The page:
Fyodor Aleksandrovich Abramov -(Russian: Фёдор Алекса́ндрович Абра́мов) (February 29, 1920 – May 14, 1983) was a Russian novelist and literary critic. His work focused on the difficult lives of the Russian peasant class. He was frequently reprimanded for deviations from Soviet policy on writing.
Abramov was from a peasant background. He studied at Leningrad State University, but put his schooling on hold to serve as a soldier in World War II. In 1951 he finished his schooling at the university, then remained as a teacher until 1960. After he left the university he became a full-time writer.
His essay, written in 1954, "Lyudi kolkhoznoy derevni v poslevoyennoy" (“People in the Kolkhoz Village in Postwar Prose”), which addressed the glorified portrayal of life in Communist Soviet Villages, was denounced by the Writers' Union and the Central Committee. In a later essay, Abramov argued for the repeal of the law that denied peasants internal passports; he also recommended giving the peasantry larger shares of the profits of their labors. This essay led to his removal from the editorial staff of the journal Neva.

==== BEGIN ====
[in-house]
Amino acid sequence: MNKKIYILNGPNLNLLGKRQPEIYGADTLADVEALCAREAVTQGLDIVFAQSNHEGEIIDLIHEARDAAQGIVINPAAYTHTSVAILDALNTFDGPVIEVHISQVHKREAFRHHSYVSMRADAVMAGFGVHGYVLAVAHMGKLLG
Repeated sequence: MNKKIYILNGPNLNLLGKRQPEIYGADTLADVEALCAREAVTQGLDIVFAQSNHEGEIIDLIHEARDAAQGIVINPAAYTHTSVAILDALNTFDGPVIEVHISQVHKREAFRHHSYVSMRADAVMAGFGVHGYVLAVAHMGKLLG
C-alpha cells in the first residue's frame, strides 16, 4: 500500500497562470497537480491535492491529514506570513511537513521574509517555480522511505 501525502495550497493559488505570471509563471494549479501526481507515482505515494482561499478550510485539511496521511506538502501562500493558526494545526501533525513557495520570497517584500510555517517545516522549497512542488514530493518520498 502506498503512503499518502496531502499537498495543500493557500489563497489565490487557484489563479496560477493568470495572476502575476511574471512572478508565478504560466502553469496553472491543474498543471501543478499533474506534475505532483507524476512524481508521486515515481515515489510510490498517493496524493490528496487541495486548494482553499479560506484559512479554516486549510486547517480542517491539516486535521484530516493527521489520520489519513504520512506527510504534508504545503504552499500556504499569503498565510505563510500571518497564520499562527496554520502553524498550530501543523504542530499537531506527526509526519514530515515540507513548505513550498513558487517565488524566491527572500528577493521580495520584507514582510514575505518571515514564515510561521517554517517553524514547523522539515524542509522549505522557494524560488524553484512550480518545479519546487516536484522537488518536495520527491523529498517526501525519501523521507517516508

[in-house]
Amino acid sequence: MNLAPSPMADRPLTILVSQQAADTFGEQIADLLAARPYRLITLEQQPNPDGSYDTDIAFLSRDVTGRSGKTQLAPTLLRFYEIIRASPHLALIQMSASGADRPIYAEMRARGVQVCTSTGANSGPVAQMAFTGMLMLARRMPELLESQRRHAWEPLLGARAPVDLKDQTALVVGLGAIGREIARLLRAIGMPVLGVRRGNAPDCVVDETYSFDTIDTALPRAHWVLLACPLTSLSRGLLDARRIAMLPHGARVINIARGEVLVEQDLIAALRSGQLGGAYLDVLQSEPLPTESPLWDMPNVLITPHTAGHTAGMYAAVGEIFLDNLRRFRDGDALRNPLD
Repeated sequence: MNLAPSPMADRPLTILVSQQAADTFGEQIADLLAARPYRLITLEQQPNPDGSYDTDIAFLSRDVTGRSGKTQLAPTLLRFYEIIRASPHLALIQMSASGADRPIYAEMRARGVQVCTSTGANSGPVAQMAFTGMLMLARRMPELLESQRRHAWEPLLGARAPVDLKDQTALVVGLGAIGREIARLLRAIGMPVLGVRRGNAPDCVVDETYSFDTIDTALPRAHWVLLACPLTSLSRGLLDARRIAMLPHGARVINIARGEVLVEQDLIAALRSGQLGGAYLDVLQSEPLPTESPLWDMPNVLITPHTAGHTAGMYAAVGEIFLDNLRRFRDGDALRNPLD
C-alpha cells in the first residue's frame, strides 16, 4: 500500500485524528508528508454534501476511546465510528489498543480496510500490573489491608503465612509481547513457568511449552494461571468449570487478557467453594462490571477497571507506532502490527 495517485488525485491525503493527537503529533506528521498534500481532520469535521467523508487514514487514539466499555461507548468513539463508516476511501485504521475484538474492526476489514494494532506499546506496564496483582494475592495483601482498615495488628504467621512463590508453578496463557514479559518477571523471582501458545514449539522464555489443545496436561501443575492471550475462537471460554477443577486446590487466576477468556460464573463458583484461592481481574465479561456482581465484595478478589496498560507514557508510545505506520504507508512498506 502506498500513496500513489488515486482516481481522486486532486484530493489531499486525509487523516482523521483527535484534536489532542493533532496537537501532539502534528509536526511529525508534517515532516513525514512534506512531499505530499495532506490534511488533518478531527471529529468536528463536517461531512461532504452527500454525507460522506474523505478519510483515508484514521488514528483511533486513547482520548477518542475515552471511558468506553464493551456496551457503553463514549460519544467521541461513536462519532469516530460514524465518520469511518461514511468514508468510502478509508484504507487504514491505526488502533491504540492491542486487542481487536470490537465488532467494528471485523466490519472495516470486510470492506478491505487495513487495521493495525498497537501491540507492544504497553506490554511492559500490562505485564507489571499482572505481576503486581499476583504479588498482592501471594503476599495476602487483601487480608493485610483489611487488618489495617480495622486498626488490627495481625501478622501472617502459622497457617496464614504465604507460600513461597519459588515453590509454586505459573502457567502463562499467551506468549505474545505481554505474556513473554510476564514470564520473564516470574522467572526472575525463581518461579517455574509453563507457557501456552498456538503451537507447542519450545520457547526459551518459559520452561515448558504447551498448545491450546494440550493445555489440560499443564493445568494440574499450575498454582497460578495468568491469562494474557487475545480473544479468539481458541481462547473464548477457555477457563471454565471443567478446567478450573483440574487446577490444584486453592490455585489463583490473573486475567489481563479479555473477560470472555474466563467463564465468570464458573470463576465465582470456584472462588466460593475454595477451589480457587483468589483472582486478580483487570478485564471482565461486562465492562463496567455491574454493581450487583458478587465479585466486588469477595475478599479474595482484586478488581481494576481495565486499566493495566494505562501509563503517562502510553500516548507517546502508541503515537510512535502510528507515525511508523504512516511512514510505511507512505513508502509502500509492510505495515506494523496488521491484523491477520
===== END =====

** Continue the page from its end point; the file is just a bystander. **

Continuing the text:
His first novel entitled, "Bratya i syostri" ("Brothers and Sisters") was written in 1958. It dealt with the harsh life of northern Russian villagers during World War II. Abramov wrote two sequels to "Bratya i syostri". Entitled, "Dve zimy i tri leta" ("Two Winters and Three Summers") and "Puti-pereputya" (“Paths and Crossroads”). Written in 1968 and 1973 respectively. He also wrote a fourth novel in 1978 called "Dom" ("The House")
Abramov started another novel, "Chistaya kniga", but did not finished it before his death in May 1983.
A minor planet 3409 Abramov discovered by Soviet astronomer Nikolai Stepanovich Chernykh in 1977 is named after him.
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